The manifesto says the government “would like to see more larger and professional organisations providing rented accommodation, alongside the many individual landlords,” adding that it especially wants to “encourage more investment in new build rented accommodation”.
The BPF, which represents small landlord groups around the country as well as major developers such as Land Securities, Tesco, Legal & General and Grainger, the UK’s largest private landlord, has been campaigning for a US-style professional rented sector where institutions forward-fund new rental developments.
The plans have been backed by Boris Johnson, who has worked up plans for a number of sites to come forward across the capital.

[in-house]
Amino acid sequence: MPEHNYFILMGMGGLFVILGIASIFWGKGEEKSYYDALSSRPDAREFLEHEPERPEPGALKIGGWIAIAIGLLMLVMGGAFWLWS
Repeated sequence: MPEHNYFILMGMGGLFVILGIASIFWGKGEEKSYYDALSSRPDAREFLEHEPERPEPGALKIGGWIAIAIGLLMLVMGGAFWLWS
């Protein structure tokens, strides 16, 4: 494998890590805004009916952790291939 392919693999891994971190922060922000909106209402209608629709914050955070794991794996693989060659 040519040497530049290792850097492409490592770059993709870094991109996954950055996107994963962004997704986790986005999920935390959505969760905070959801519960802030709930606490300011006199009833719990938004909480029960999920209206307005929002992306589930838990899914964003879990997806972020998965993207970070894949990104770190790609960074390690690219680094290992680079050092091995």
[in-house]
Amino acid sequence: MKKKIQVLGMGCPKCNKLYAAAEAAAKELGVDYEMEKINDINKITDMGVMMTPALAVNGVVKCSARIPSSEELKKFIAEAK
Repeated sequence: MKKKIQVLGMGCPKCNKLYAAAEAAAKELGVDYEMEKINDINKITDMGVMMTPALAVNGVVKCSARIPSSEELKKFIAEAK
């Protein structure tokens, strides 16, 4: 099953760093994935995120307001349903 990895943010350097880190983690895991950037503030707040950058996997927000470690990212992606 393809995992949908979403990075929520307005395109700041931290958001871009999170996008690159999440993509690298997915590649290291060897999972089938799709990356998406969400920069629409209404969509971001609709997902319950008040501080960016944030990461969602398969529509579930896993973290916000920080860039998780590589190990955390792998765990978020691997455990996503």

Liz Peace, chief executive of the BPF, said: “However much we would like to all be a national of homeowners, the simple reality is that this will not happen, not now or at any time soon. Affordability is driven by how well people can access finance and no matter what political rhetoric we’re fed about stamp duty cuts or shared equity schemes, ultimately, there are millions who cannot get on the housing ladder.
“What this is leading to is a massive increase in the demand for rented housing and that’s why Labour’s manifesto is so welcome. It presents an informed and realistic overview of the market that takes into account the fact that there are a million more renters than a decade ago. It’s clear that public investment in housing will be cut in years to come and that’s why it’s more important than ever that ministers reform stamp duty for large investors to ensure schemes are viable. Without private investment, we will not provide the housing we desperately need and it is essential we act now to avoid a double-dip housing crisis.”